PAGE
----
Having the vote matters or does it really? / by kevin murray

Never had so many people been able to vote, or have access to vote, and while there are exceptions to this rule, most notably disenfranchised minorities and disenfranchised felons, most everyone that is at least 18 years of age, of either sex, is eligible to vote, which was not the case when this country first established its Constitution, which limited voting to white, land owning males.  While the fact that so many people can vote of diversified backgrounds and perspectives, for their representatives both locally and nationally, as well as for the President, judges, and propositions, the results of that voting does not seem to jibe all that well to consensus views on a lot of salient topics; in addition to the fact that the things of most vital importance don't seem to be put up to a democratic vote, but are decided behind closed doors by our legislators, judicial administrators, or executive fiat.


For instance, the legalization of marijuana is something that ten States of this union have passed, as a State law, but under the federal law, nothing has changed in regards to marijuana, which is still classified as a Schedule 1 drug, which is the same classification as heroin, peyote, and methamphetamine.  In addition, though there are a total of thirty-two States that permit medical marijuana; according to federal law marijuana is not medically legal to prescribe, irrespective of whether it has been State prescribed to a given patient or not, it is still against federal law.  Yet, as shown on pewresearch.org, "About six-in-ten Americans (62%) say the use of marijuana should be legalized," and though it must be said, that the majority does not always get it right, clearly those that would want to see marijuana at least decriminalized throughout this land, and thereby removed from being classified as a schedule 1 drug, would be an overwhelming majority of voting Americans, yet, that is not the law.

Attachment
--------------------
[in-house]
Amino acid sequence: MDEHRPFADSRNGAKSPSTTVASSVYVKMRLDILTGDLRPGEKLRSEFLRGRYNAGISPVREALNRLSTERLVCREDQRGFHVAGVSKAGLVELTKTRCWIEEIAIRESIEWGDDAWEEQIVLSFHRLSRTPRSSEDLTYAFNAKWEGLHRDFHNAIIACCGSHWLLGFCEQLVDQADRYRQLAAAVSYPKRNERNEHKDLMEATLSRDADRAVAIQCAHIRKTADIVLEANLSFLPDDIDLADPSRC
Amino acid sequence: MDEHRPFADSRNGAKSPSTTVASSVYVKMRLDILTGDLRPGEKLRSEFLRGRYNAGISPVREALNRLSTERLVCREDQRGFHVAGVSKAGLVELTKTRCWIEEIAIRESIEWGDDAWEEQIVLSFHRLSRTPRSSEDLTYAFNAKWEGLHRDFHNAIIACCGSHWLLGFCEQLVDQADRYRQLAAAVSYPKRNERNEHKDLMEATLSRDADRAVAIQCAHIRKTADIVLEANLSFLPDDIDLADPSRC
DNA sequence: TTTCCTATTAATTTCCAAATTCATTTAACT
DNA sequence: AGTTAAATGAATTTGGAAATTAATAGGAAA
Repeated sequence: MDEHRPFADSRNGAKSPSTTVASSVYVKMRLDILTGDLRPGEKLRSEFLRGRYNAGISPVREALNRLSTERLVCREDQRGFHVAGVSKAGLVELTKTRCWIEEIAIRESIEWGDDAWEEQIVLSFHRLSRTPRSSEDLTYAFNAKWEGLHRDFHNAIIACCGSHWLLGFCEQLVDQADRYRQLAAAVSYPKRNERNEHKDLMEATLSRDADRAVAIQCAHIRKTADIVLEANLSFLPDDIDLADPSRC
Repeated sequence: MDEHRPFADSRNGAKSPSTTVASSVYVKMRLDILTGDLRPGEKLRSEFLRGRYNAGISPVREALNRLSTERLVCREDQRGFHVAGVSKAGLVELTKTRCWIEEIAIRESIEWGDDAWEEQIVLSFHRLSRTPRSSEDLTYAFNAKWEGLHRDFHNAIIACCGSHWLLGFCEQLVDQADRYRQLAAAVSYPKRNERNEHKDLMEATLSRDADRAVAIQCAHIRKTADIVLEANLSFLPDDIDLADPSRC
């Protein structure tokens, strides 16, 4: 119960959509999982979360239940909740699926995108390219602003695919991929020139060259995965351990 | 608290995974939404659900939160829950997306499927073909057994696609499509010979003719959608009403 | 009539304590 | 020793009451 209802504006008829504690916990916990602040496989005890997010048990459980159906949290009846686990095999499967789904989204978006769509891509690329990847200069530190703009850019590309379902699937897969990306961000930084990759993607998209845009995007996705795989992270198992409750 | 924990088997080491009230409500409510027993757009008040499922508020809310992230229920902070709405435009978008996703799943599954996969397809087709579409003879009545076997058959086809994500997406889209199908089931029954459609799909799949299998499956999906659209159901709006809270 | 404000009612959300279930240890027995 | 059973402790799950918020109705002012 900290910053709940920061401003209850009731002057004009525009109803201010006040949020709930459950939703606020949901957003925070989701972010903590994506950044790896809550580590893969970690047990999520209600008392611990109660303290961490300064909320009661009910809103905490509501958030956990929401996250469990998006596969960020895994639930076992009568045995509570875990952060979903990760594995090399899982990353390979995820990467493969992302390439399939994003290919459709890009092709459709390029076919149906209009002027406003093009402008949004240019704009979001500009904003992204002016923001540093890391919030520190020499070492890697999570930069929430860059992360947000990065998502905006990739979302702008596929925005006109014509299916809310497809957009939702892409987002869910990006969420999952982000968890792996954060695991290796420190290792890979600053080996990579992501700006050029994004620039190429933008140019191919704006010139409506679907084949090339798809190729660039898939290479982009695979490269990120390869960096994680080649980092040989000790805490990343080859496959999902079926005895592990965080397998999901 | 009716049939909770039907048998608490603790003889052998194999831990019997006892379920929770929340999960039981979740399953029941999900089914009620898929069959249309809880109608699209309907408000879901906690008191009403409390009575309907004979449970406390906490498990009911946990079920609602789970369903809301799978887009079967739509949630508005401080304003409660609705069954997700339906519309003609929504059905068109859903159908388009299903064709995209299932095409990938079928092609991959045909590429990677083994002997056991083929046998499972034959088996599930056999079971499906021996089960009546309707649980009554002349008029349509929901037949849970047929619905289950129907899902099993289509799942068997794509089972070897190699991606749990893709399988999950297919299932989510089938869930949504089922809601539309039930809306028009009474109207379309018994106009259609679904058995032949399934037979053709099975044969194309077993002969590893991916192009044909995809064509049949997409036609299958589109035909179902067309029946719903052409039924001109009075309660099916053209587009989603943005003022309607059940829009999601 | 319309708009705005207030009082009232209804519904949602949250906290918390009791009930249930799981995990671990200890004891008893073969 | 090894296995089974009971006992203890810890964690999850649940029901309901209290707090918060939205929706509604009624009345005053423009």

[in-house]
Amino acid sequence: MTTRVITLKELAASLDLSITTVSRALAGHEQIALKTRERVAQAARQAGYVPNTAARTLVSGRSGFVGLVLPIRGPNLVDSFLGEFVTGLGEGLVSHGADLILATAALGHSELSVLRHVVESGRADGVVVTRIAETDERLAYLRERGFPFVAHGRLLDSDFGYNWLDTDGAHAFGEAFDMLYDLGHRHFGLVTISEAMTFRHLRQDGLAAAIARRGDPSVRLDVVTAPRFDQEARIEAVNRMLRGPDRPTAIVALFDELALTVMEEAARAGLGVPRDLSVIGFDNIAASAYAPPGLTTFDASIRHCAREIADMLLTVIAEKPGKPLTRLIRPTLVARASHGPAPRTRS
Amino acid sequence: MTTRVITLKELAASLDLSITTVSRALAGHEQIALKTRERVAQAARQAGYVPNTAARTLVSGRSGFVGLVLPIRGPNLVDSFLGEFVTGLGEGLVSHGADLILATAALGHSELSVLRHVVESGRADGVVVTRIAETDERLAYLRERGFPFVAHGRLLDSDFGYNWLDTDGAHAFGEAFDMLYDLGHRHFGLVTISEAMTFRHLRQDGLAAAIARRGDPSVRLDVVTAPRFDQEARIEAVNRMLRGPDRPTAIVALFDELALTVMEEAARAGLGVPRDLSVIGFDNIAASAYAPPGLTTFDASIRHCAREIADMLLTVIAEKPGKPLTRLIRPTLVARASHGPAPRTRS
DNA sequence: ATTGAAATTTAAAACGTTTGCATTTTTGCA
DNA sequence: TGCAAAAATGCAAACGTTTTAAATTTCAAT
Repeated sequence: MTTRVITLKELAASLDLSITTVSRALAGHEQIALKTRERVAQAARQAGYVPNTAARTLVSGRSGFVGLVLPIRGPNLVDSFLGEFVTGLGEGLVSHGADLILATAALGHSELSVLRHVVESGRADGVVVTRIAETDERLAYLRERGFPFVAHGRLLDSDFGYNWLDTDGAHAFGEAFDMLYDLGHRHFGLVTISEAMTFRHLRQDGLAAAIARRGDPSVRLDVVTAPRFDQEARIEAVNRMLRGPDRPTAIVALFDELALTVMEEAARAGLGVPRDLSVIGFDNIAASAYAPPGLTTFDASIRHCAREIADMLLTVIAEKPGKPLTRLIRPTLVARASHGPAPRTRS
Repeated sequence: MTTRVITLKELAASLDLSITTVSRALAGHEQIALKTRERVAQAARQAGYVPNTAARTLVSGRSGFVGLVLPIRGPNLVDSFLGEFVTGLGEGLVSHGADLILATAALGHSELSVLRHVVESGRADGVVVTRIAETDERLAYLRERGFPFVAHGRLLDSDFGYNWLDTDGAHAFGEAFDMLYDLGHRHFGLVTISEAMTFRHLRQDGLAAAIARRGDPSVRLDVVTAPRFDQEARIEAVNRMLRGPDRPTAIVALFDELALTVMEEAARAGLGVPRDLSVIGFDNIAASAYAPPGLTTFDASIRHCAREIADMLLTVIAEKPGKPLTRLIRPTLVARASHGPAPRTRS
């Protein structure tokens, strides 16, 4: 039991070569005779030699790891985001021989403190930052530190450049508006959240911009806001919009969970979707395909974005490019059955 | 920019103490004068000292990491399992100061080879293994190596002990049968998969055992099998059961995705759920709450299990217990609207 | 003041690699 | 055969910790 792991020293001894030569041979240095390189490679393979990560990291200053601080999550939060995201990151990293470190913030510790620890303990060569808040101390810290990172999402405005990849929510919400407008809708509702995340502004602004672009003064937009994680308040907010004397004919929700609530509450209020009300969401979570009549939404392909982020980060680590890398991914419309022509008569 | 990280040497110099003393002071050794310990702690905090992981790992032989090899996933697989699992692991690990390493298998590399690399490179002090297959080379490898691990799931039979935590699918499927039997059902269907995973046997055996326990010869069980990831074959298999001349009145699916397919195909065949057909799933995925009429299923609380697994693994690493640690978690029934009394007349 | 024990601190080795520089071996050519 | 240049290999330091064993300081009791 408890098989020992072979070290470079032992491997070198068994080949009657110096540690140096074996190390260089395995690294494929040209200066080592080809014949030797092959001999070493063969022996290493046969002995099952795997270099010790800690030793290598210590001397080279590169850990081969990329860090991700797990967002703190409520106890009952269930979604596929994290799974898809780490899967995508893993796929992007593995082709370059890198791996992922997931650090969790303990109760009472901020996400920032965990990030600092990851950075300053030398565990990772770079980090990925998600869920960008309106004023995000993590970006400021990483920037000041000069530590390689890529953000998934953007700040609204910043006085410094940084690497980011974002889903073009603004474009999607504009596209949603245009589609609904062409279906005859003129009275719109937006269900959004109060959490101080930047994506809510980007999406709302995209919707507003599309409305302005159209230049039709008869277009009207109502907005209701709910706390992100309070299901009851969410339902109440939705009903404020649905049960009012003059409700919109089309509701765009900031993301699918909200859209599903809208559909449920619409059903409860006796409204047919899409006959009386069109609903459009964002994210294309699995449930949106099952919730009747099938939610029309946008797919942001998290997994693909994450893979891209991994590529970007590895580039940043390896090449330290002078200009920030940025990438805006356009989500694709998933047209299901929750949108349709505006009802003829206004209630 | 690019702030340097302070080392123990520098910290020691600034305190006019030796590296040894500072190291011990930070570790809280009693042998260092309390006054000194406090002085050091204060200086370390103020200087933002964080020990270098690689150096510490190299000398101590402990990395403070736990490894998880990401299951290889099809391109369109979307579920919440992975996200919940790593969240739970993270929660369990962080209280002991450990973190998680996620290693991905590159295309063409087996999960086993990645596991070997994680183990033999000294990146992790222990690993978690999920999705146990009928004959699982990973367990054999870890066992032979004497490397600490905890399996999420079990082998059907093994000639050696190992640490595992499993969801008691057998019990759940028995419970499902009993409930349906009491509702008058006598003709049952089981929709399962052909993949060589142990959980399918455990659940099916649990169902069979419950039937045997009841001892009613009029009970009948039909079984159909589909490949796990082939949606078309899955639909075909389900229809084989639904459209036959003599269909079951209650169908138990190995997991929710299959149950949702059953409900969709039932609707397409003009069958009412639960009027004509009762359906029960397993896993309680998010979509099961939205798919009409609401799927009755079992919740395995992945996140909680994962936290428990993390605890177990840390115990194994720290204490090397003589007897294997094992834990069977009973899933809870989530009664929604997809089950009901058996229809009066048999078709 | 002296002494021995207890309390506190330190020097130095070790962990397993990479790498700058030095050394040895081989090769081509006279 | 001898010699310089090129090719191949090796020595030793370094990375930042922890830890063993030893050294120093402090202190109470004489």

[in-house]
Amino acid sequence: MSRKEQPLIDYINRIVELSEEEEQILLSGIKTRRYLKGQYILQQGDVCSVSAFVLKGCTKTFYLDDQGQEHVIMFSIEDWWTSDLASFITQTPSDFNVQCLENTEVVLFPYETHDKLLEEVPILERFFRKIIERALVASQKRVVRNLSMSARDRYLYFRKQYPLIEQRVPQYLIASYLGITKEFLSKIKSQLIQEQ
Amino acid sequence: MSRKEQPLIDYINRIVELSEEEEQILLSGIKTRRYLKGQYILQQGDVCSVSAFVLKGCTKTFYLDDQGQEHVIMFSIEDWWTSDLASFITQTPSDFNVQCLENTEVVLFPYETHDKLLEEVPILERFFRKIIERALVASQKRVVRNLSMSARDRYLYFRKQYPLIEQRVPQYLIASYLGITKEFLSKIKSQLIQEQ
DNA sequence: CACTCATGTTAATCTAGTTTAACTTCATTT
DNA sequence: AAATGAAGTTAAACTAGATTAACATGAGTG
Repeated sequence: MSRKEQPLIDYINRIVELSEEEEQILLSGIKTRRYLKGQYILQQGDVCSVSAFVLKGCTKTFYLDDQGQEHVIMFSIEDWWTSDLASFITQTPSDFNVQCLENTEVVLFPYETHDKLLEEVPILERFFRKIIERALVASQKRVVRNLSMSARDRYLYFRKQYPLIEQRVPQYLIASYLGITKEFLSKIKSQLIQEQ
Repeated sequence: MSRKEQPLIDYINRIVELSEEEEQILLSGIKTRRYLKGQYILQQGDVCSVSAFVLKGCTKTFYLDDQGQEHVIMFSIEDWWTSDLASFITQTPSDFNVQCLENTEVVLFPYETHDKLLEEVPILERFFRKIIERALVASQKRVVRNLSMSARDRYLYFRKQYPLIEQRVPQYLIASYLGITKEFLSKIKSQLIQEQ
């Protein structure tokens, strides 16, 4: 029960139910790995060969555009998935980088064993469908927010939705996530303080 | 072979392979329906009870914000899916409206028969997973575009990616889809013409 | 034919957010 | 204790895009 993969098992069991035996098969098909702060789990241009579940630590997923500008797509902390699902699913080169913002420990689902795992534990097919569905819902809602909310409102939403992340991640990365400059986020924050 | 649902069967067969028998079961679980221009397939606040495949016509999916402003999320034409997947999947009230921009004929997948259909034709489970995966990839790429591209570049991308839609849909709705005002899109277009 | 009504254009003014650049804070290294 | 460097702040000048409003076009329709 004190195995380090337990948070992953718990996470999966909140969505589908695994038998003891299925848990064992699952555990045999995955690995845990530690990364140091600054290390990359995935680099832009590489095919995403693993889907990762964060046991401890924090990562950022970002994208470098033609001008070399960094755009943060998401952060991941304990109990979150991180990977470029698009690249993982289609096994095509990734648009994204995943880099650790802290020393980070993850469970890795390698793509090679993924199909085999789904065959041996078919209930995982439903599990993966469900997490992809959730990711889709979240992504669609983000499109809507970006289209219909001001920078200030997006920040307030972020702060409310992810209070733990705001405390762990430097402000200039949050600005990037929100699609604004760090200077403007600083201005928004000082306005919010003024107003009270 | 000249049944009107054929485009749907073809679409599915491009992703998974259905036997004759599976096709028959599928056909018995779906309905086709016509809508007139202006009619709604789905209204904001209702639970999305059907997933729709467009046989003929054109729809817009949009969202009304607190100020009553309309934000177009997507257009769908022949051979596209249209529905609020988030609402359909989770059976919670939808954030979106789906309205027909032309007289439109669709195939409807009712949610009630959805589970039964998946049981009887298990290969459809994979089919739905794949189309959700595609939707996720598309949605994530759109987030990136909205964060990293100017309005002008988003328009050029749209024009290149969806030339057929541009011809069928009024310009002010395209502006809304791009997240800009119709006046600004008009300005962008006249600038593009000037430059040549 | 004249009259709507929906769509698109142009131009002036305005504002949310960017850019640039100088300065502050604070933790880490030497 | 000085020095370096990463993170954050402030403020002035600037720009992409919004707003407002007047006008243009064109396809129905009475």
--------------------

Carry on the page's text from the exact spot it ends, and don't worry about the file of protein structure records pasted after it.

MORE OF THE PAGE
So too, one of the most important areas of law, is the tax code, of which vox.com, reports "that upward of 60 percent of the public says they are very worried that some corporations and wealthy individuals aren’t paying their fair share," yet, taxes have not gone up in recent years for the wealthy and corporations, but actually have gone down.   This again, is demonstrative proof that the people are not getting what they want to get in regards to a fair and equable tax system, yet in theory, this is a government of the people, for the people, and by the people.


In actuality, this country is effectively run by the very wealthy at the expense of the people as a whole.  For instance, as reported by cnn.com, "The richest 1% of families controlled a record-high 38.6%..." whereas "The bottom 90% of families now hold just 22.8% of the wealth."  This signifies, that the richest 1% of this country in aggregate own nearly 70% more in assets than the bottom 90% of the families combined; yet, the rich keep getting richer, and the poor keep getting poorer, of which, each member of the 1% gets exactly one democratic vote, as compared to each member of the 90%, getting exactly one democratic vote, yet, somehow the 90% gets outvoted.


The only possible explanation as to why there is so much disparity in wealth, and why the people as a whole have so little viable power, is that the very rich are part and parcel of a government that they run for their exclusive benefit; of which, the democratic votes that people make are often either of no material consequence, or of no effect; and this oligarchy does a masterful job of convincing the people that they a choice, when however, the coin flips, the people always lose, and the puppet masters always win, because money buys influence, propaganda, and all the votes that are needed for them to win.